Whirlpool Corporation, a good proxy for stainless steel market demand, got a vote of lower confidence.
Bank of America/Merril Lynch cut estimates on Whirlpool (WHR), lowering its stock price. According to The Dividend Daily, “analysts have also lowered estimates on the company due to currency headwinds and interruptions in Brazil,” as shares prices dropped.
Meanwhile, stainless (and, by extension, nickel) prices have not been looking healthy…
This past week saw the price of Chinese primary nickel drop 8.8 percent, closing as the biggest mover on the weekly Stainless MMI®. However, Chinese 304 stainless steel scrap traded sideways last week. The week finished with no movement for Chinese 316 stainless steel scrap. Prices for Chinese 304 stainless coil remained constant, and Chinese 316 stainless coil remained essentially flat from the previous week.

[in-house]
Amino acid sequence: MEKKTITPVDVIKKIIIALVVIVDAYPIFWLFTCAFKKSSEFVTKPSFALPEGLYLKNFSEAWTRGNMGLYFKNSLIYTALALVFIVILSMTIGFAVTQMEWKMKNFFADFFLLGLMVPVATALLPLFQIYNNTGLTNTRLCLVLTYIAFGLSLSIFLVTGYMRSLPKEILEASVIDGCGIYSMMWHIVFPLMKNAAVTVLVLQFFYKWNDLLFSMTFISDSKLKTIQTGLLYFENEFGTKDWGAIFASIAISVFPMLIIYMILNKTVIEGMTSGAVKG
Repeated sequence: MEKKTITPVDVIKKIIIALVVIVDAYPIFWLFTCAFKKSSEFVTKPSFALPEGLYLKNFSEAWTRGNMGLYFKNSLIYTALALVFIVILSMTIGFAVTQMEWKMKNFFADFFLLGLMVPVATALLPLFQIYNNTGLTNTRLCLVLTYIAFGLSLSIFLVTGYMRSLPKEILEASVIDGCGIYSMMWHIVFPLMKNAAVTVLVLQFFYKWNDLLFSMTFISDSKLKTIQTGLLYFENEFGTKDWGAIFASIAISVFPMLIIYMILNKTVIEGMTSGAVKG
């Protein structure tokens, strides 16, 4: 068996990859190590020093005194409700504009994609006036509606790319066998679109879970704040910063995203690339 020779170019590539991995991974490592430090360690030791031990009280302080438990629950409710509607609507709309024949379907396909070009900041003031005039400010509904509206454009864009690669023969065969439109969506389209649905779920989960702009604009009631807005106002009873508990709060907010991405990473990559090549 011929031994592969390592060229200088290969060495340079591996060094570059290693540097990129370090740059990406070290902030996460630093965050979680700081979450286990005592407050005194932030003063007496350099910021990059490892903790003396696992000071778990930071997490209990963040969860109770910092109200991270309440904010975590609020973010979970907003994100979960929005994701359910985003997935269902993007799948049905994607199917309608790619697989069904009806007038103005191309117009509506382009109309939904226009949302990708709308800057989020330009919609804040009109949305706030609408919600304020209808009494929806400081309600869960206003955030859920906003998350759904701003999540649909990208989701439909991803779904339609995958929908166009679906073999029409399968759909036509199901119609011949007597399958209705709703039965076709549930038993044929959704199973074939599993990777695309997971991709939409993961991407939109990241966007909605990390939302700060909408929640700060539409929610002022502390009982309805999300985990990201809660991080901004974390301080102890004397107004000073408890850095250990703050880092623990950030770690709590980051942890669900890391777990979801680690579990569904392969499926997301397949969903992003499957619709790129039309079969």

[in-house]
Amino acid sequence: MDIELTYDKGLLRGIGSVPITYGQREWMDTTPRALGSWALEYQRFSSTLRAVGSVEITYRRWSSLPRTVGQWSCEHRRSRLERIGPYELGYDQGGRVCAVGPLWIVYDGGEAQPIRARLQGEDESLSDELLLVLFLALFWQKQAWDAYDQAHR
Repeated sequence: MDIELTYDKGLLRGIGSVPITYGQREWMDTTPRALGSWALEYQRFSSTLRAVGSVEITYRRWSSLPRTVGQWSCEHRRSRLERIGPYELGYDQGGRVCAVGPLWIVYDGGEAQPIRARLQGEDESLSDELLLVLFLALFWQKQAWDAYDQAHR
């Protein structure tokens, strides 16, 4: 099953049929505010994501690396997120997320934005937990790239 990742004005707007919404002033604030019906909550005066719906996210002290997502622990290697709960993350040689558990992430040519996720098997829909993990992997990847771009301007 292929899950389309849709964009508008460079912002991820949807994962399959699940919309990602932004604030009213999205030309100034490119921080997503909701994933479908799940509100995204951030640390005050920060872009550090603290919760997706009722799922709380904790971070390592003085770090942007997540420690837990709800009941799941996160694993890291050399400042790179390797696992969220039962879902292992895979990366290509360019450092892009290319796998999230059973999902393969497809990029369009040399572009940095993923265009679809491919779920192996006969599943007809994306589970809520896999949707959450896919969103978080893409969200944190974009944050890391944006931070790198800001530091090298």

The Indian nickel cash price rose 2.4 percent after falling 3.8 percent during the previous week. Following a 2.1 percent drop on the LME, the nickel 3-month price finished the week at $13,810 per metric ton. Since last week, the price of the spot price of nickel fell to $13,740 per metric ton on the LME after moving 2.0 percent.
The price of Chinese ferro-chrome did not change since the previous week. Following a steady week, prices for Chinese ferro-moly closed flat.
Korean 430 stainless steel coil prices held steady from the previous week. Following a steady week, prices for Korean 304 stainless coil closed flat as well.
The Stainless MMI® collects and weights 14 global stainless steel and raw material price points to provide a unique view into stainless steel price trends. For more information on the Stainless MMI®, how it’s calculated or how your company can use the index, please drop us a note at: info (at) agmetalminer (dot) com.